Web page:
AFP
Wire Service
3 minute read
17 Jan 2021
11:04 am

Unlikely heroes Sundar, Thakur drag India back into fourth Test

AFP

Australia finished the third day on 21 without loss, holding a lead of 54 runs with all 10 second innings wickets intact.

Washington Sundar of India celebrates his half-century on debut. Picture: Getty Images

A pair of unlikely third-day batting heroes Sunday gave India a fighting chance of securing the draw they need in the fourth Test against Australia to retain the Border-Gavaskar Trophy.

Washington Sundar and Shardul Thakur, in just his second Test, put on 123 runs for the seventh wicket — a record for India at the Gabba — taking their team from a precarious 186 for seven to 309 before Thakur was bowled by Pat Cummins for an entertaining 67.

All-rounder Sundar, on debut, batted well with the tail until he guided a Mitchell Starc short ball to Cameron Green in the gully to fall for 62.

By the time Mohammad Siraj was bowled by Josh Hazlewood, giving him figures of 5-57, India had reached 336, only 33 runs behind Australia’s first innings total of 369.

Australian openers Marcus Harris and David Warner survived six testing overs as Australia finished the third day on 21 without loss, a lead of 54 runs with all 10 second innings wickets intact.

Without Sundar and Thakur, India, would have been in far greater trouble against an Australia side who must win the match to regain the Border-Gavaskar Trophy with the four-match series locked at 1-1.

The two smashed the previous seventh-wicket record for India at the Gabba of 58, set by Kapil Dev and Manoj Prabhakar in 1991.

India’s top-order batsmen all squandered chances to score heavily, with all but Shubman Gill getting starts but all except Cheteshwar Pujara falling to rash shots.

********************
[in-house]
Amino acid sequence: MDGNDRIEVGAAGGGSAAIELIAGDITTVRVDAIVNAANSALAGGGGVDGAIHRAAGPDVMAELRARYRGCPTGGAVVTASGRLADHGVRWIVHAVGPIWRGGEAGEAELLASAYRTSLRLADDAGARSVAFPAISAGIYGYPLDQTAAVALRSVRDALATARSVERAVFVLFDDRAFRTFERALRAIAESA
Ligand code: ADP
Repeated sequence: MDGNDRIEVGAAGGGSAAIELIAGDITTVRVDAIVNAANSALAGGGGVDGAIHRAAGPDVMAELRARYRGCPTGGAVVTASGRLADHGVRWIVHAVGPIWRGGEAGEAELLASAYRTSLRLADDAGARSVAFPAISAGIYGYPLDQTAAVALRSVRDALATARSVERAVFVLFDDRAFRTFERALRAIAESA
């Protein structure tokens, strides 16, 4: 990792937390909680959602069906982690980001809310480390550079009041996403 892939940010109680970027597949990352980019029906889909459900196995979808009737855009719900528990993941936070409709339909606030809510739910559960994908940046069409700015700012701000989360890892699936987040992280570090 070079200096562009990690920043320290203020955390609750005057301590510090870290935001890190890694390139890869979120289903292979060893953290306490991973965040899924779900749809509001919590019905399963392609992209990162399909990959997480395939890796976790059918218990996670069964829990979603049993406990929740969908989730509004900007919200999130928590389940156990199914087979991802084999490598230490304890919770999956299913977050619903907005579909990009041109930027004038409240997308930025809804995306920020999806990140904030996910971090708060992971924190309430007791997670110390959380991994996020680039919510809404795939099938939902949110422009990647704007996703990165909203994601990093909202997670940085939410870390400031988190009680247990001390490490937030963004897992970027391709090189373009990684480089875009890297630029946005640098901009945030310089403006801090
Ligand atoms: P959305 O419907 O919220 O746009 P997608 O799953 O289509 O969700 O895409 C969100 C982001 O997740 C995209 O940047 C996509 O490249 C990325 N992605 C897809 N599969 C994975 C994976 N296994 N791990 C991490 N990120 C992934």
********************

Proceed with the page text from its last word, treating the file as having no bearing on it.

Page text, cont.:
The visitors began the extended morning session on 62 for two, with Pujara and Ajinkya Rahane at the crease.

Both men looked to keep the scoreboard ticking over, in contrast to Saturday afternoon, where they were more intent on survival.

They saw off Starc and Cummins but Hazlewood was introduced into the attack and produced a brilliant over which led to Pujara’s downfall.

Hazlewood had Pujara in trouble when a short ball followed him as he tried to evade it, the ball hitting his glove and falling just short of Cameron Green in the gully.

But two deliveries later Hazlewood got a ball to angle in, then straighten slightly to catch the outside edge of Pujara’s bat and Australia’s captain and wicketkeeper Tim Paine took a routine catch.

Rahane and Mayank Agarwal steadied the ship but with the lunch break in sight, Rahane couldn’t resist playing at a wide ball from left-arm paceman Starc angling across his body and edged a comfortable catch to Matthew Wade at fourth slip.

The Indian captain, on 37, threw his head back in disgust at the manner of his dismissal before trudging off.

The Indians began the second session at 161 for four with the dangerous Agarwal and Rishabh Pant at the crease.

However, like Rahane, both Agarwal and Pant fell to injudicious shots.

Agarwal slashed at a wide delivery from Cummins’ second ball after the resumption to fall for 38, caught at second slip by Steve Smith.

Then to compound India’s problems, Pant did the same to Hazlewood, only to be caught in the gully by Green for 23.

At that stage Australia were in command of the Test but Sundar, playing his first Test, and Thakur, in his second, had other ideas and defied the bowling attack with a mixture of solid defence and attractive stroke making.

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